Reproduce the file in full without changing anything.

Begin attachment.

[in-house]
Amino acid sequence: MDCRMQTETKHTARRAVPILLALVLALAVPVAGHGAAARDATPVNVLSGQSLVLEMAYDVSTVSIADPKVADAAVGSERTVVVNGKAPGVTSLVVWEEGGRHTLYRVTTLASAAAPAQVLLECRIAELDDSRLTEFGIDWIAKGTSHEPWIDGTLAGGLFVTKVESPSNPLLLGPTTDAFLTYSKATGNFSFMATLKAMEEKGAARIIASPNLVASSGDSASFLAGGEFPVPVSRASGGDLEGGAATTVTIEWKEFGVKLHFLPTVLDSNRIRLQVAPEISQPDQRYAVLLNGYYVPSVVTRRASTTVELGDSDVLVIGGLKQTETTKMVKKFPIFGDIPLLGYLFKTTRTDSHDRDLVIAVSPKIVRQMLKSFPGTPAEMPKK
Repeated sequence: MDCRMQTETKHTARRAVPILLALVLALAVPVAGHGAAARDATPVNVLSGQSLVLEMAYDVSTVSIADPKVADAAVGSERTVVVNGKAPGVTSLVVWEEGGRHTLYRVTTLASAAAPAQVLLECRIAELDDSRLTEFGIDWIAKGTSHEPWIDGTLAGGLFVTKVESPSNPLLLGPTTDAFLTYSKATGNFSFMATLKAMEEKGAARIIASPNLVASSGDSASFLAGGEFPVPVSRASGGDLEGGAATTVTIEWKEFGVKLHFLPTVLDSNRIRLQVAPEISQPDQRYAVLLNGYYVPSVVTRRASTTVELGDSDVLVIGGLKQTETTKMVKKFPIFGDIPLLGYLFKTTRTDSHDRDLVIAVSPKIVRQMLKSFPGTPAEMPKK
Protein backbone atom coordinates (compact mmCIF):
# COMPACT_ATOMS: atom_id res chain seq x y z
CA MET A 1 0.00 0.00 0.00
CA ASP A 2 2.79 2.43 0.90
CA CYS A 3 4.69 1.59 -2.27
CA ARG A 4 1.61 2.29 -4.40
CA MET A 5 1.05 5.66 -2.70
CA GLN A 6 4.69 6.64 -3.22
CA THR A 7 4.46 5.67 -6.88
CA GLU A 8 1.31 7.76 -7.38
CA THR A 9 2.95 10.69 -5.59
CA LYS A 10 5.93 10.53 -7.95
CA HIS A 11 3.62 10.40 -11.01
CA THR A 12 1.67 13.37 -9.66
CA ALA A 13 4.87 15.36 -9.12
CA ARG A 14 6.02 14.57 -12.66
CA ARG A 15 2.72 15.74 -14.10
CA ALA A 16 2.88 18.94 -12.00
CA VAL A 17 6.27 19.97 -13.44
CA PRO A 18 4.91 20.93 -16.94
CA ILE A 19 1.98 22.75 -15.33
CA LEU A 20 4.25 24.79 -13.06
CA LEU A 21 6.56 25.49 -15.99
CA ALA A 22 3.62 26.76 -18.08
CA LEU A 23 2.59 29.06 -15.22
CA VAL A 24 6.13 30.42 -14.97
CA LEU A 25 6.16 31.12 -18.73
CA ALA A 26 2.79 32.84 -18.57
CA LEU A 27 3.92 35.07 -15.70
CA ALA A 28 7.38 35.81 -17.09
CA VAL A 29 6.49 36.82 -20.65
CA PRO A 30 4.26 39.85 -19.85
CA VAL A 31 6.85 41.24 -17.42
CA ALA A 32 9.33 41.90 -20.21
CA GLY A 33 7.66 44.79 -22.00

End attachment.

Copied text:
[in-house]
Amino acid sequence: MDCRMQTETKHTARRAVPILLALVLALAVPVAGHGAAARDATPVNVLSGQSLVLEMAYDVSTVSIADPKVADAAVGSERTVVVNGKAPGVTSLVVWEEGGRHTLYRVTTLASAAAPAQVLLECRIAELDDSRLTEFGIDWIAKGTSHEPWIDGTLAGGLFVTKVESPSNPLLLGPTTDAFLTYSKATGNFSFMATLKAMEEKGAARIIASPNLVASSGDSASFLAGGEFPVPVSRASGGDLEGGAATTVTIEWKEFGVKLHFLPTVLDSNRIRLQVAPEISQPDQRYAVLLNGYYVPSVVTRRASTTVELGDSDVLVIGGLKQTETTKMVKKFPIFGDIPLLGYLFKTTRTDSHDRDLVIAVSPKIVRQMLKSFPGTPAEMPKK
Repeated sequence: MDCRMQTETKHTARRAVPILLALVLALAVPVAGHGAAARDATPVNVLSGQSLVLEMAYDVSTVSIADPKVADAAVGSERTVVVNGKAPGVTSLVVWEEGGRHTLYRVTTLASAAAPAQVLLECRIAELDDSRLTEFGIDWIAKGTSHEPWIDGTLAGGLFVTKVESPSNPLLLGPTTDAFLTYSKATGNFSFMATLKAMEEKGAARIIASPNLVASSGDSASFLAGGEFPVPVSRASGGDLEGGAATTVTIEWKEFGVKLHFLPTVLDSNRIRLQVAPEISQPDQRYAVLLNGYYVPSVVTRRASTTVELGDSDVLVIGGLKQTETTKMVKKFPIFGDIPLLGYLFKTTRTDSHDRDLVIAVSPKIVRQMLKSFPGTPAEMPKK
Protein backbone atom coordinates (compact mmCIF):
# COMPACT_ATOMS: atom_id res chain seq x y z
CA MET A 1 0.00 0.00 0.00
CA ASP A 2 2.79 2.43 0.90
CA CYS A 3 4.69 1.59 -2.27
CA ARG A 4 1.61 2.29 -4.40
CA MET A 5 1.05 5.66 -2.70
CA GLN A 6 4.69 6.64 -3.22
CA THR A 7 4.46 5.67 -6.88
CA GLU A 8 1.31 7.76 -7.38
CA THR A 9 2.95 10.69 -5.59
CA LYS A 10 5.93 10.53 -7.95
CA HIS A 11 3.62 10.40 -11.01
CA THR A 12 1.67 13.37 -9.66
CA ALA A 13 4.87 15.36 -9.12
CA ARG A 14 6.02 14.57 -12.66
CA ARG A 15 2.72 15.74 -14.10
CA ALA A 16 2.88 18.94 -12.00
CA VAL A 17 6.27 19.97 -13.44
CA PRO A 18 4.91 20.93 -16.94
CA ILE A 19 1.98 22.75 -15.33
CA LEU A 20 4.25 24.79 -13.06
CA LEU A 21 6.56 25.49 -15.99
CA ALA A 22 3.62 26.76 -18.08
CA LEU A 23 2.59 29.06 -15.22
CA VAL A 24 6.13 30.42 -14.97
CA LEU A 25 6.16 31.12 -18.73
CA ALA A 26 2.79 32.84 -18.57
CA LEU A 27 3.92 35.07 -15.70
CA ALA A 28 7.38 35.81 -17.09
CA VAL A 29 6.49 36.82 -20.65
CA PRO A 30 4.26 39.85 -19.85
CA VAL A 31 6.85 41.24 -17.42
CA ALA A 32 9.33 41.90 -20.21
CA GLY A 33 7.66 44.79 -22.00